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Personal stories: Alex

Alex* was doing well at school and his mum had high expectations for his future. But then he learnt of a different lifestyle, one that led him down the path to drug dealing and crime. Now 26-year old Alex has put his difficult past behind him and is working towards a brighter future for him and his two children. He has gone from committing crime to being a key player in the development of work to give other service users a chance to turn their lives around – just as he is doing.

Alex was thriving at school and was predicted B grades in his GCSEs. His mum wanted him to go on to university.

But at 14, his life took a turn for the worse. Alex didn’t feel like he truly fitted in with his friends and he started to smoke cannabis to mask his insecurities. He also sought to reconnect with a family member who had been absent for most of his life because they had either been in prison or taking drugs. The two were a toxic mix. Alex learnt he could sell drugs as well as smoke them.

By the time he was in year 10, Alex was already seeing a drug worker and had been suspended from school.

Alex said: “The only time I went to school was to sell weed at lunchtimes and to take speed and ecstasy with friends. I didn’t see the point in learning when I could sell drugs.”

Instead of B grades, Alex finished secondary school with two GCSEs - a D in English and an F in Maths. The bravado Alex needed to sell drugs also came at a price - his own drug and alcohol use began to escalate.

When he left school, he should have gone to college but instead he dropped out. Within a couple of years, he had two children, a broken relationship and a growing habit to feed. Alex was using drugs or alcohol every day – anything from valium to cocaine and eventually mephedrone and legal highs.

Under the influence of drugs, Alex’s crimes also began to escalate. By the age of 21 he had a long list of convictions including possession of weapons, ABH and common assault. He was classed as a Persistent Prolific Offender (PPO), due to the number of crimes he had committed.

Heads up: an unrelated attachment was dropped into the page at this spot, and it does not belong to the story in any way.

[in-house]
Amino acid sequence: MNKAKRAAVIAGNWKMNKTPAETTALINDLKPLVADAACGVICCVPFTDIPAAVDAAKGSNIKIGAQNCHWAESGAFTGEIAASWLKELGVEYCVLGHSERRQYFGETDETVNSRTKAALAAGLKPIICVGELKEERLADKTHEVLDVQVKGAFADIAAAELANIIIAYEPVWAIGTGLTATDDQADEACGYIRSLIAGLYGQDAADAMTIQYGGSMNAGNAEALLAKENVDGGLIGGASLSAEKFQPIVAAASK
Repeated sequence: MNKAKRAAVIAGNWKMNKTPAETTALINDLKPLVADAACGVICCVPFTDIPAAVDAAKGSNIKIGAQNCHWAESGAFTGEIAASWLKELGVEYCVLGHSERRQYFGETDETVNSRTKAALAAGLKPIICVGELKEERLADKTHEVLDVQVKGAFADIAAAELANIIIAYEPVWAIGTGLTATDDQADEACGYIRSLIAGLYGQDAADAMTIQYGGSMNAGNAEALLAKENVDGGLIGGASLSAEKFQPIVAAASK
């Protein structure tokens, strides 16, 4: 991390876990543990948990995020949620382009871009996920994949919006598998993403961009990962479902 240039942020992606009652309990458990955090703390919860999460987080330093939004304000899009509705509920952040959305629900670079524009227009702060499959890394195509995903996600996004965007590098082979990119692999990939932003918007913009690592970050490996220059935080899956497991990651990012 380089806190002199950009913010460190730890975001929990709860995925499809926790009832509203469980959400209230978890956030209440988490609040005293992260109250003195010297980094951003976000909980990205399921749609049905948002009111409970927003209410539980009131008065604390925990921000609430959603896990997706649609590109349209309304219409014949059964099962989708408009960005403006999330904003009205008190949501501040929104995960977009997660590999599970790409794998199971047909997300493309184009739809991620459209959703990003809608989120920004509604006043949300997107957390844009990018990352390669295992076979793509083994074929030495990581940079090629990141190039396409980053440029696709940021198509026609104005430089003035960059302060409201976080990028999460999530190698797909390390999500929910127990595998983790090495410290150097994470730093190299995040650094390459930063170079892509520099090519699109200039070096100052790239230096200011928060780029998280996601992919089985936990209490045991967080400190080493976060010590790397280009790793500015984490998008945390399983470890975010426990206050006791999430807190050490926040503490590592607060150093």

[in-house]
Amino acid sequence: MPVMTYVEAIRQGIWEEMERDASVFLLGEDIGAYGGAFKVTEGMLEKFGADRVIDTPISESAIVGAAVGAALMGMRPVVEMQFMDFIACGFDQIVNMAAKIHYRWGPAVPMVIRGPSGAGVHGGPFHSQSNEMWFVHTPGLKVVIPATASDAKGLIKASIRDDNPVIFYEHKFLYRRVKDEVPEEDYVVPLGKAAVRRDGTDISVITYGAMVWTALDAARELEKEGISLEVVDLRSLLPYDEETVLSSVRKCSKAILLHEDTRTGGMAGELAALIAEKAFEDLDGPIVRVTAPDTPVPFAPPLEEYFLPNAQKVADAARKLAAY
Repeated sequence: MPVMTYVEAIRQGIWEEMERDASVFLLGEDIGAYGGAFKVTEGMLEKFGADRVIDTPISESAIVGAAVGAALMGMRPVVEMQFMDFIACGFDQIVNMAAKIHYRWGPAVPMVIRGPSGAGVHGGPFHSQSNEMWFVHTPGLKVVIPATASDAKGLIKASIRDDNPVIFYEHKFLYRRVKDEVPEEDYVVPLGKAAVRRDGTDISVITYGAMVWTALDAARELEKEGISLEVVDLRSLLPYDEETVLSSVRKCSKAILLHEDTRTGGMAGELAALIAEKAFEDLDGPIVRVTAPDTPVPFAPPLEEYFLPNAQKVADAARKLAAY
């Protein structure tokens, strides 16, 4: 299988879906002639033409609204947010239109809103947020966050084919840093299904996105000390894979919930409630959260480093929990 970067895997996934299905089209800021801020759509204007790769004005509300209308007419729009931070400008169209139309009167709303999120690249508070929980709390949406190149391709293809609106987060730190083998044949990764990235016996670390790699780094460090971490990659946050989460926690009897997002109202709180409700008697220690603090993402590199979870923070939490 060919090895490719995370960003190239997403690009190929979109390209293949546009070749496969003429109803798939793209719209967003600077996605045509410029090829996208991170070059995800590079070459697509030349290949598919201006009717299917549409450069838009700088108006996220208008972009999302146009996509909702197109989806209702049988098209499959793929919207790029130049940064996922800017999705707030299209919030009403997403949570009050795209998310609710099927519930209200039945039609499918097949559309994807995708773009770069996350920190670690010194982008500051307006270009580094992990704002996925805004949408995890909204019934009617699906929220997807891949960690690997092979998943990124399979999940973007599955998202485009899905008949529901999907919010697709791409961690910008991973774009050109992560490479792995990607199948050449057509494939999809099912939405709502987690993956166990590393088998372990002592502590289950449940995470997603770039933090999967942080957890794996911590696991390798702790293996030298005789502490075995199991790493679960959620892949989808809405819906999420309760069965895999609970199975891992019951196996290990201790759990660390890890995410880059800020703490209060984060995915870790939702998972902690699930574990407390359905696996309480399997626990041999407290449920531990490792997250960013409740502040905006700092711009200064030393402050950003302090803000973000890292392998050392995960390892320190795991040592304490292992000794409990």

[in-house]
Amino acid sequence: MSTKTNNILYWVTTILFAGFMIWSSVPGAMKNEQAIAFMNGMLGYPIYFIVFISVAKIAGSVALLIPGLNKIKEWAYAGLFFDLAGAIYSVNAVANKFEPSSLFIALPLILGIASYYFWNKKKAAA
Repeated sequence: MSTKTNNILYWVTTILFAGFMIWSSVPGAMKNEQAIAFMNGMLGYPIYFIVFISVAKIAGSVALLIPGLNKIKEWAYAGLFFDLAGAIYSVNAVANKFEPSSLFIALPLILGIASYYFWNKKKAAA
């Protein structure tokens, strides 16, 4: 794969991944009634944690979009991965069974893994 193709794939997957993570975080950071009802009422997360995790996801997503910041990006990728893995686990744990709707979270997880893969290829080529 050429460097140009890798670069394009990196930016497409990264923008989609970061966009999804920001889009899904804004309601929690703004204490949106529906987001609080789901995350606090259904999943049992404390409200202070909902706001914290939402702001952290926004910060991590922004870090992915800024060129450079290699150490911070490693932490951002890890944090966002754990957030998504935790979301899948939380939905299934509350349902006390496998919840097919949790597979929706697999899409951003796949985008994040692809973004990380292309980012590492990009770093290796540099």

When he ran out of cash to support his habit, Alex turned to more crime. He said: “I couldn’t sell weed fast enough to sustain my drug use. I started selling anything that I could. I’d sell bikes, trolleys of meat, makeup and other stolen goods, anything people would offer me for cheap enough and other people were willing to buy. I also came to the realisation that I could sell class A drugs to make even more money and have a constant supply of the drugs I was already taking.” 

I was either going to end up dead or in prisonExpand to read more

Alex was soon running a small 'drug empire' to pay for his growing habit. But that existence nearly cost Alex his life and his freedom.

On probation and following another police raid on his home, Alex came to a decision to stop selling drugs, but he was still left with a nasty mephedrone addiction to feed, as well as using cocaine, alcohol and valium.

Within a few months, Alex had used up all his savings. Feeling hopeless, depressed and psychotic from the drugs, he took an overdose to end his life. He survived thanks to his Nan finding the empty medication packets and being resuscitated by the ambulance crew.